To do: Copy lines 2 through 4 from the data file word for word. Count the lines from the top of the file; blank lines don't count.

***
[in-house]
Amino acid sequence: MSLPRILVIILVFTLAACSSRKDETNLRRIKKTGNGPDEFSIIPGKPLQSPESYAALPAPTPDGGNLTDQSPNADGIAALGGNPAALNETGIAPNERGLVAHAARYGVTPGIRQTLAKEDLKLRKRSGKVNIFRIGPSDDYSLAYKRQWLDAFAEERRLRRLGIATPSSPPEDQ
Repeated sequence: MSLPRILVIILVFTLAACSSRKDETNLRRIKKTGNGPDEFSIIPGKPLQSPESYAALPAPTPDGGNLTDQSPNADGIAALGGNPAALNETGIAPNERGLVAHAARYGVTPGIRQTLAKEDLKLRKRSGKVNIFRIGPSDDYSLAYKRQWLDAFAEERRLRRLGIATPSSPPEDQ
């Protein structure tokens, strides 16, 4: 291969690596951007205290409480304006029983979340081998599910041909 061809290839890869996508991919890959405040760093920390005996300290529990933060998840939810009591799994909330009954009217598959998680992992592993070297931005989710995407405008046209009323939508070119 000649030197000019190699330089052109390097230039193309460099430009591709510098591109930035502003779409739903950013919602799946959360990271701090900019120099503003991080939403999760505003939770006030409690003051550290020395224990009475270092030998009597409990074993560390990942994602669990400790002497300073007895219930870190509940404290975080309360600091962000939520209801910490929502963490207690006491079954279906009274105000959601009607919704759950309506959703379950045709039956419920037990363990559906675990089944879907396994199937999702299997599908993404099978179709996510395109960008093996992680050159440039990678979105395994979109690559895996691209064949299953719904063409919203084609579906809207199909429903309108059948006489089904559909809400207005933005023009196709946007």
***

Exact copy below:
Amino acid sequence: MSLPRILVIILVFTLAACSSRKDETNLRRIKKTGNGPDEFSIIPGKPLQSPESYAALPAPTPDGGNLTDQSPNADGIAALGGNPAALNETGIAPNERGLVAHAARYGVTPGIRQTLAKEDLKLRKRSGKVNIFRIGPSDDYSLAYKRQWLDAFAEERRLRRLGIATPSSPPEDQ
Repeated sequence: MSLPRILVIILVFTLAACSSRKDETNLRRIKKTGNGPDEFSIIPGKPLQSPESYAALPAPTPDGGNLTDQSPNADGIAALGGNPAALNETGIAPNERGLVAHAARYGVTPGIRQTLAKEDLKLRKRSGKVNIFRIGPSDDYSLAYKRQWLDAFAEERRLRRLGIATPSSPPEDQ
């Protein structure tokens, strides 16, 4: 291969690596951007205290409480304006029983979340081998599910041909 061809290839890869996508991919890959405040760093920390005996300290529990933060998840939810009591799994909330009954009217598959998680992992592993070297931005989710995407405008046209009323939508070119 000649030197000019190699330089052109390097230039193309460099430009591709510098591109930035502003779409739903950013919602799946959360990271701090900019120099503003991080939403999760505003939770006030409690003051550290020395224990009475270092030998009597409990074993560390990942994602669990400790002497300073007895219930870190509940404290975080309360600091962000939520209801910490929502963490207690006491079954279906009274105000959601009607919704759950309506959703379950045709039956419920037990363990559906675990089944879907396994199937999702299997599908993404099978179709996510395109960008093996992680050159440039990678979105395994979109690559895996691209064949299953719904063409919203084609579906809207199909429903309108059948006489089904559909809400207005933005023009196709946007």